-0.67 1.75 -0.5 sig = 0.09 * (D) * (sec Z) * exp(-h/h0) * (2T)
Plugging in all these values, we end up with an estimated scintillation noise of about sig = 0.43, which means that the variations in the signal are expected to be about 43 percent of the signal. Looking at the statistics of the faint stars B and C, that seems about right. The scatter in the light of Regulus is a bit smaller than this figure; perhaps that is due to some small non-linearity in the signal, since the peak pixels were close to saturation in the digitized frames.
Here are quick views of the results.
The entire light curve:
A closeup around the occultation:
The same set of frames, but with intensity converted into logarithmic units (instrumental magnitudes):
You can grab the data in a multi-column ASCII text file below. The columns are
col quantity ------------------------------ 1 frame index 2,3 flux of Regulus in 4-pixel-radius aperture, and estimate of uncertainty in that flux 4,5 ditto 5-pixel aperture 6,7 ditto 6-pixel aperture 8,9 ditto 7-pixel aperture 10,11 ditto 8-pixel aperture 12,13 flux of star B in 4-pixel aperture, and estimate of uncertainty in that flux 14,15 ditto 5-pixel aperture 16,17 ditto 6-pixel aperture 18,19 ditto 7-pixel aperture 20,21 ditto 8-pixel aperture 22,23 flux of star C in 4-pixel aperture, and estimate of uncertainty in that flux 24,25 ditto 5-pixel aperture 26,27 ditto 6-pixel aperture 28,29 ditto 7-pixel aperture 30,31 ditto 8-pixel aperture
What can we learn from this event? There are two main possibilities:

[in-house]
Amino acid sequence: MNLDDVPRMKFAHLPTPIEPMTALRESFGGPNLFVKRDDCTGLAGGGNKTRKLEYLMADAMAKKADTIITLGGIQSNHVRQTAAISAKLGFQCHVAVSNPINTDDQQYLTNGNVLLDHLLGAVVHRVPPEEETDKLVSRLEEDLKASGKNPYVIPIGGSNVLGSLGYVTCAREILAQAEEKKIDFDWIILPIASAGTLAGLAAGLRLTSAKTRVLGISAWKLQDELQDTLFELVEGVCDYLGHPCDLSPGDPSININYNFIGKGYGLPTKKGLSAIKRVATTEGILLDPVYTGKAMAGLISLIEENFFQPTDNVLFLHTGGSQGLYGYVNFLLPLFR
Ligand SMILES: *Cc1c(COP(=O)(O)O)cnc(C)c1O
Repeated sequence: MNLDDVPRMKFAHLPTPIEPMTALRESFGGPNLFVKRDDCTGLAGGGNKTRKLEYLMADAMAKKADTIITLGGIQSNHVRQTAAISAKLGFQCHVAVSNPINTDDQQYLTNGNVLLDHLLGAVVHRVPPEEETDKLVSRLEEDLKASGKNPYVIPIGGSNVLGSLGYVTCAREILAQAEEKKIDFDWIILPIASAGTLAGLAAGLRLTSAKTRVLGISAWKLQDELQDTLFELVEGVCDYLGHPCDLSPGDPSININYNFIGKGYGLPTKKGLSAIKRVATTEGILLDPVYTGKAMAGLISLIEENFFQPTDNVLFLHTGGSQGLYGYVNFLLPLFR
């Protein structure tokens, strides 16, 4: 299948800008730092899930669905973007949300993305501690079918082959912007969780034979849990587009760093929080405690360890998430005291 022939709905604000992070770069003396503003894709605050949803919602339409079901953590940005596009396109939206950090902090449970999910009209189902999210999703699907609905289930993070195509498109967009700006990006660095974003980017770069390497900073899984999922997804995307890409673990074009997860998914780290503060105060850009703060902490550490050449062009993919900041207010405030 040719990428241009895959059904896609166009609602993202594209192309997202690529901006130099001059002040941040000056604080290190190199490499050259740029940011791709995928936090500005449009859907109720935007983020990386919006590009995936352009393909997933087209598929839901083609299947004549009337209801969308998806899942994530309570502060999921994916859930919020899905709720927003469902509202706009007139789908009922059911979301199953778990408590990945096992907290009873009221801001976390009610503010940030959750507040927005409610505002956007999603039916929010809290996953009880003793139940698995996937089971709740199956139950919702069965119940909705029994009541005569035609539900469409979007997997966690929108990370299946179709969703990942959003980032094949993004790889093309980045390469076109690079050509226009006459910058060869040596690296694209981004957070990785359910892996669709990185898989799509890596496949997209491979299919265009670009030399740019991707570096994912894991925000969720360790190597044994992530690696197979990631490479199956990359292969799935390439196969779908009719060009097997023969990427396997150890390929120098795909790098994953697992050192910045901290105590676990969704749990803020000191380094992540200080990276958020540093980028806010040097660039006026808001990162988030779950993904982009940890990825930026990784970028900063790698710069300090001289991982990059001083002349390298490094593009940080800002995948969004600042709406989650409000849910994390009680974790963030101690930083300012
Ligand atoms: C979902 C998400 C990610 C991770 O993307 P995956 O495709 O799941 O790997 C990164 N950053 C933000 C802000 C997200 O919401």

On the ground, an observer measures T, the duration of the occultation. That is related to the transverse component V of the asteroid's velocity relative to the Earth, and the projected diameter d of a chord through the asteroid, like so:
d T = ------ V
So, if we know V and measure T, we can compute the projected diameter of this particular chord of the asteroid:
d = T * V
How long is the occultation? I'll pick the times at which the light from Regulus dropped to half of its normal level (as you will see later, this makes more sense for a marginally resolved stellar disk than the figure of three-quarters of the normal flux sometimes used for an unresolved disk). These are
The duration of the occultation is thus (59 - 32) = 27 +/- 2 frames. At a frame rate of 30.03 frames per second, this is T = 0.899 +/- 0.067 seconds.
How does this compare to the values derived by David Dunham in his report? He measures a flux at the 50% level starting at 50.25 +/- 0.05, and ending at 51.20 +/- 0.05 seconds. That makes a duration of 0.95 +/- 0.10 seconds, which is entirely consistent with the my value.